During the first wave of the COVID-19 pandemic hundreds of schools across Canada closed their doors to students in favour of distance online learning. This generated a wave of research looking into the effects that home learning has had on children during this period. However, for the first time, researchers from the Offord Centre for Child Studies at McMaster University in Ontario have delved deep into the connections between the sociodemographics of children in particular school catchment areas in Ontario, barriers to distance learning, and concerns about the eventual return to the classroom as perceived by teachers, using data linkage techniques from two very different sources.

In a new study of kindergarten teachers and Early Childhood Educators in Ontario, it was found that for children living in lower income neighbourhoods, educators reported more barriers to online learning. Parents or guardians were less likely to submit assignments or provide educators with updates on the children’s learning. In addition, teaching staff also experienced more concerns about the return to school in the autumn of 2020, such as the children’s ability to readjust to routines. But interestingly, the study found no significant relationships with any other sociodemographic factors, or with levels of educator mental health with the area demographics of their school.

The researchers from the Offord Centre for Child Studies started the process by conducting a survey with Ontario kindergarten educators to find out about their experiences and challenges with online learning during the first round of school closures in spring 2020. Responses from the survey were then linked to data from the 2016 Canadian Census that contained school postcodes. By bringing these two very different sources of data together in a process known as data linkage, the study, led by Natalie Spadafora, was able to discern a clear connection between some socioeconomics of the various catchment areas for pupils, and the number of barriers and concerns educators reported. However, the lack of association between other area level variables, particularly with educator mental health, highlight that the impact of school closures was felt by all educators and students.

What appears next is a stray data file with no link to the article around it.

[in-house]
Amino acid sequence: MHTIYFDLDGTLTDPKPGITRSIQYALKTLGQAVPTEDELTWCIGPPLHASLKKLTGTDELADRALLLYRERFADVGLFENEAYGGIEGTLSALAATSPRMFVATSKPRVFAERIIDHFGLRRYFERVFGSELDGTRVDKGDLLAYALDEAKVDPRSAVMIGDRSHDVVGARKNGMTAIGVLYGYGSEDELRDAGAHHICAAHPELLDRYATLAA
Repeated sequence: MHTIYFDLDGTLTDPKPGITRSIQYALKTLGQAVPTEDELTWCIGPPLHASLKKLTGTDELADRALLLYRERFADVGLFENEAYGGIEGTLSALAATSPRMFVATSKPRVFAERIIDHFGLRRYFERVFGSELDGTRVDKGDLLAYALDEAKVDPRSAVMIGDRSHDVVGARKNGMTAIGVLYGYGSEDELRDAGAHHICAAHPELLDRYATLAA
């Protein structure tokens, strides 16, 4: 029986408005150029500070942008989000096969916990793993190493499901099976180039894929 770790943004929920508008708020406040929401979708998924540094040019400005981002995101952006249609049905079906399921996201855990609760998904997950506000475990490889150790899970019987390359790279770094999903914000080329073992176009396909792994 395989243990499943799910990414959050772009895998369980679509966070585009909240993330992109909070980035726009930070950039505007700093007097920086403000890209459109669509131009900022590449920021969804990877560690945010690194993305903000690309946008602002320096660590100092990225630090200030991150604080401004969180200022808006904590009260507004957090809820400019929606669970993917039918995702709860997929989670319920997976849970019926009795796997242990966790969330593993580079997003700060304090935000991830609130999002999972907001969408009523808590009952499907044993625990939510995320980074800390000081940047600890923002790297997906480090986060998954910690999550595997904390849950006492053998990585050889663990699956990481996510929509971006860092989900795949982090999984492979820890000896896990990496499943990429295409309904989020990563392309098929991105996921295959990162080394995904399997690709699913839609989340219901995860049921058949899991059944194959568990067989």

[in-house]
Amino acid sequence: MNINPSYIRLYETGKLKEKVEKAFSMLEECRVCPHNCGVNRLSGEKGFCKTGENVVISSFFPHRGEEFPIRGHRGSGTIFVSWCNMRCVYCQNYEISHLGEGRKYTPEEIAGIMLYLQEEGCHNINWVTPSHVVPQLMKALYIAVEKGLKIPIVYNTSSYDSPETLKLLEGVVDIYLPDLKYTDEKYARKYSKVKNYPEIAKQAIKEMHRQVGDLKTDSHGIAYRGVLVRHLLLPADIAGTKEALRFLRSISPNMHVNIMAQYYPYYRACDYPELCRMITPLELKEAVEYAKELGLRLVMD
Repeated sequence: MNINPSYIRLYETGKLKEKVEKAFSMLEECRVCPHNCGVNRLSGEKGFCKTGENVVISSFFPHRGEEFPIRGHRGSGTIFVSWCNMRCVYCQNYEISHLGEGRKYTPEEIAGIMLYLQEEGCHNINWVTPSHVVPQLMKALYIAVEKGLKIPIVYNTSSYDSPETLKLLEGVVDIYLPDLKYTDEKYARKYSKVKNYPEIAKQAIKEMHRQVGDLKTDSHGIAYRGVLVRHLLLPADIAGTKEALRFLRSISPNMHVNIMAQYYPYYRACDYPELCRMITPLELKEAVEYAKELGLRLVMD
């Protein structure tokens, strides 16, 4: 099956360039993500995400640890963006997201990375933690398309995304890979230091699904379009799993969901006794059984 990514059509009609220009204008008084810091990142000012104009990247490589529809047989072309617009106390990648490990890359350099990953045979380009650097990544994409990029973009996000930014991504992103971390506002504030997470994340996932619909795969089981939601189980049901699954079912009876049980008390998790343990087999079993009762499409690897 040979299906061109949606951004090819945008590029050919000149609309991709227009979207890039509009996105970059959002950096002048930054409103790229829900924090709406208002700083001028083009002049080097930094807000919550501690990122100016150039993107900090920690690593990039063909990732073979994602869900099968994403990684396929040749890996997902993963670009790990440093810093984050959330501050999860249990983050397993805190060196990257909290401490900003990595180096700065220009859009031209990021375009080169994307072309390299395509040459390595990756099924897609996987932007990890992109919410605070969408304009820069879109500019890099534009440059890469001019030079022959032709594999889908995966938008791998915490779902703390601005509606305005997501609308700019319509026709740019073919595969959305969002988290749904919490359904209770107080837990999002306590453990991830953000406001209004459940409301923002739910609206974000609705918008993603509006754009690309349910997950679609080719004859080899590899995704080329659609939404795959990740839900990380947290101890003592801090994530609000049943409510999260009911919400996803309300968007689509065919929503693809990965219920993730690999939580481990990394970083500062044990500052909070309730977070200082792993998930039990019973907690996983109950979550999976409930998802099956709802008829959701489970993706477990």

“Our study indicates that the impact of the school closures in the very first wave of the pandemic on youngest learners’ education and their teachers was similar regardless of the area – unlike what has been shown for health impact on adults”, Magdalena said.

Natalie concluded that, “To prevent barriers from impeding children’s learning in the future, efforts should be focused on individual kindergarten children and their families rather than the location of the school.”


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Professor Magdalena Janus, Psychiatry and Neurosciences and Natalie Spadafora, Ph.D., Offord Centre for Child Studies

Spadafora, N., Wang, J., Reid-Westoby, C. and Janus, M. (2020) “Association between neighbourhood composition, kindergarten educator-reported distance learning barriers, and return to school concerns during the first wave of the COVID-19 pandemic in Ontario, Canada ”, International Journal of Population Data Science, 5(4). doi: 10.23889/ijpds.v5i4.1761.